Moreover, it carried on with its 100% organic food production project without paying any heed to all the warning signs. Lately, the regime has sacked Minister of Energy Udaya Gammanpila and Minister of Industries Wimar Weerawansa for criticizing the government’s response to the foreign exchange crisis.

March 14 and Beyond:

On March 16, President Rajapaksa in his address to the nation said “This crisis was not created by me. When those who contributed to the creation of this crisis are criticizing the government in front of the people today, I am attempting to immediately resolve this crisis and provide relief to the people… I entered into politics on your invitation. All of you have placed an utmost trust in me. ” President Gotabaya Rajapaksa's government said it will begin talks with the International Monetary Fund (IMF) for assistance next month, while Finance Minister Basil Rajapaksa flew into New Delhi to sign a $1 billion credit line to address the crisis.After months of opposition to seeking IMF assistance, Rajapaksa's government announced on March 16 that it would begin talks with the multilateral lender next month, after the cabinet authorized the finance minister to prepare proposals.

(Picture credit Al-Jazeera)

(Picture credit Al-Jazeera)

However, since the address massive protests against the government have erupted in Sri Lanka's capital, with demands for President Gotabaya Rajapaksa's resignation. Tens of thousands of people gathered outside the president's office in Colombo on Tuesday, led by supporters of the opposition party, the United People's Force. People wearing black bands on their heads, and across their bodies with “ GOTA GO HOME '' written over them. A man was pictured with bread loafs skewed on a stick angrily yelling slogans in front of the presidential office. While the people of the country are strolling across streets and shops for basic necessities, the family members of the governing leaders (the Rajapaksa brothers) are seen enjoying lavish vacations abroad. The disparity between various classes, and the politically powerful, has only angered people further.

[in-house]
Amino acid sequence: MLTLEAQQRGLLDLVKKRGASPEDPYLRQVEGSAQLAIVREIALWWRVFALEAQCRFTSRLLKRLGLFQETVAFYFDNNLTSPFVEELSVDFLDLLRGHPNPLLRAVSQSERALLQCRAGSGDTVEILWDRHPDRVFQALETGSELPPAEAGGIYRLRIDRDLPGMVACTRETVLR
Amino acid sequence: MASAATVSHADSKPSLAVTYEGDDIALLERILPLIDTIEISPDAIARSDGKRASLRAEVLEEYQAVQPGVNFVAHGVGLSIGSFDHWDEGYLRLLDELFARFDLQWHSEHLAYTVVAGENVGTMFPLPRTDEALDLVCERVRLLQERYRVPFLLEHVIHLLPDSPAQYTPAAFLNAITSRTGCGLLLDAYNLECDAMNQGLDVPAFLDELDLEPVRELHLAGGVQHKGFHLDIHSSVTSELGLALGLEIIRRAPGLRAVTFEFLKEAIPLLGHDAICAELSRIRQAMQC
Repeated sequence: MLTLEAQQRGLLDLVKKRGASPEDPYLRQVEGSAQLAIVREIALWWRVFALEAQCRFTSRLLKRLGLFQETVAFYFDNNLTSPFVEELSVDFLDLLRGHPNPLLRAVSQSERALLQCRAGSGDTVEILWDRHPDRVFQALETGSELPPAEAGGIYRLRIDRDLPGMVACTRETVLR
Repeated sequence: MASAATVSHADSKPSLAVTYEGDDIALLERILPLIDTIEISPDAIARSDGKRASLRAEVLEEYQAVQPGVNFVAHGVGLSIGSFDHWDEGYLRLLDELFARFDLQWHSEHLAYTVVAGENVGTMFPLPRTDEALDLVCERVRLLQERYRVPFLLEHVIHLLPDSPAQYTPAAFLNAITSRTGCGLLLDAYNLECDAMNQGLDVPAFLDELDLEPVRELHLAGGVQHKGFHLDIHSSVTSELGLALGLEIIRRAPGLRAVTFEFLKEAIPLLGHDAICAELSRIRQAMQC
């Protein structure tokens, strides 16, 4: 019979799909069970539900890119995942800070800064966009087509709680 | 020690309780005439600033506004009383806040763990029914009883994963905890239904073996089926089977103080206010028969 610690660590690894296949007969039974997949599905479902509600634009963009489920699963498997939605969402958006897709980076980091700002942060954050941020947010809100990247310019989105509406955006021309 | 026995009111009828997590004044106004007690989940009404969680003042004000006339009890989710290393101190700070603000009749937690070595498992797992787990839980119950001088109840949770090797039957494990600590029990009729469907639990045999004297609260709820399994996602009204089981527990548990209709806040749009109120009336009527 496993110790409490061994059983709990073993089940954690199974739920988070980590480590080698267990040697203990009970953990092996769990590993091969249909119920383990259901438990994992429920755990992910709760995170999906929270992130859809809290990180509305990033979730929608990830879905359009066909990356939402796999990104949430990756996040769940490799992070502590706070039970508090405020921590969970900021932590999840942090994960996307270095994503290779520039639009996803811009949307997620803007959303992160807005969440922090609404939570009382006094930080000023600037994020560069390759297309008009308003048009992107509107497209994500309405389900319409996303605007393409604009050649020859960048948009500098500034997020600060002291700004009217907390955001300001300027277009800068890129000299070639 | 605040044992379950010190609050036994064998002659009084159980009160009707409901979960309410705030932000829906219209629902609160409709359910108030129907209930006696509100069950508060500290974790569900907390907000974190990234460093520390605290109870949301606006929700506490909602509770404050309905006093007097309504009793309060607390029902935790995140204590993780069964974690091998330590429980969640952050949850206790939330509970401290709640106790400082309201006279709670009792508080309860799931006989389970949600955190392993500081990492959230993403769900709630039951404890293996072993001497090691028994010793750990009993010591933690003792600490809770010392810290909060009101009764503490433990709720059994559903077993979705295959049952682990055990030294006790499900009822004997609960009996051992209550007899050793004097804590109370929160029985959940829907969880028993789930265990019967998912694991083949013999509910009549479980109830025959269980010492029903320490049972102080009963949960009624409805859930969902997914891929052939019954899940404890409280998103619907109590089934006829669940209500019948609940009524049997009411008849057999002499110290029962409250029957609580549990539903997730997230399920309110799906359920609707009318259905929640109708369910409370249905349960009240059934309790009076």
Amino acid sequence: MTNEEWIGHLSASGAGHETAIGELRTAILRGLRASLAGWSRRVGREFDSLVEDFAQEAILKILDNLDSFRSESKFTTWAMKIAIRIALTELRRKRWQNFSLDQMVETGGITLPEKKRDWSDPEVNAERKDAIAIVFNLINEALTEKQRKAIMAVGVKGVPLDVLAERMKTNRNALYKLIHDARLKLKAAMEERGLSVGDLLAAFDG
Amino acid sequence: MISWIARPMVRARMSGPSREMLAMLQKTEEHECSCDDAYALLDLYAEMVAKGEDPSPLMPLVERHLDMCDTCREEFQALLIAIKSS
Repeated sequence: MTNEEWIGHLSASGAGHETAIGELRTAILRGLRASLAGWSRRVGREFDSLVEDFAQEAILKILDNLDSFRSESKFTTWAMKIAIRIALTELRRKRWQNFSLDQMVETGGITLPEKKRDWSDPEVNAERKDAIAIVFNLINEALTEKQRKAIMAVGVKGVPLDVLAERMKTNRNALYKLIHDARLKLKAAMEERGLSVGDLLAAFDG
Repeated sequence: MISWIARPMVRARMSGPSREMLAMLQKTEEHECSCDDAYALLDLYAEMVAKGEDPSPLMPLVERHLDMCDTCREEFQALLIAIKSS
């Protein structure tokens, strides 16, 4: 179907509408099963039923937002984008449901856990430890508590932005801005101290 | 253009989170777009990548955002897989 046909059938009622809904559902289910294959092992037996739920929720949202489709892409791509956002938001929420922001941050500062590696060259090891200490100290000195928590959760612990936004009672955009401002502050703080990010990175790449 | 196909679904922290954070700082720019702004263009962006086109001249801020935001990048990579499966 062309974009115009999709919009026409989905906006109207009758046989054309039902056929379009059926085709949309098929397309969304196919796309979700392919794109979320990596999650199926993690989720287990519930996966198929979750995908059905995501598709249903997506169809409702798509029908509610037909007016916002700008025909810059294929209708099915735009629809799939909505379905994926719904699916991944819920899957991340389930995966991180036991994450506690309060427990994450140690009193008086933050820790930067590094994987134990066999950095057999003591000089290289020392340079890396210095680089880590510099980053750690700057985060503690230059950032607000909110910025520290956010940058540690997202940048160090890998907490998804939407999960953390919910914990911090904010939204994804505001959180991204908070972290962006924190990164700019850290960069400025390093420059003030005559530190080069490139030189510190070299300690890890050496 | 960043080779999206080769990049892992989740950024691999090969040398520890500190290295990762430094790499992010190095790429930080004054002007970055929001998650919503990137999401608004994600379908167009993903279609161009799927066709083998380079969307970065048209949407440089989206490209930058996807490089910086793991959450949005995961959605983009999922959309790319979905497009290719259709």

(picture credit- Al-Jazeera)

On Tuesday, March 22, Sri Lanka dispatched troops to petrol stations in response to sporadic protests among the thousands of motorists queuing daily for scarce fuel. Authorities said soldiers were deployed after angry crowds blocked a busy street in Colombo and slowed traffic for hours on Monday because they couldn't buy kerosene oil. Shortages have disrupted almost every aspect of daily life, with authorities postponing term tests for millions of students last week due to a lack of paper and ink.

What will become of Sri Lanka's economic crises in the future? Will the public outpouring of rage force Rajapaksa to resign? Will opposition political parties put aside their differences and band together to combat the crisis? When will the troubled season end?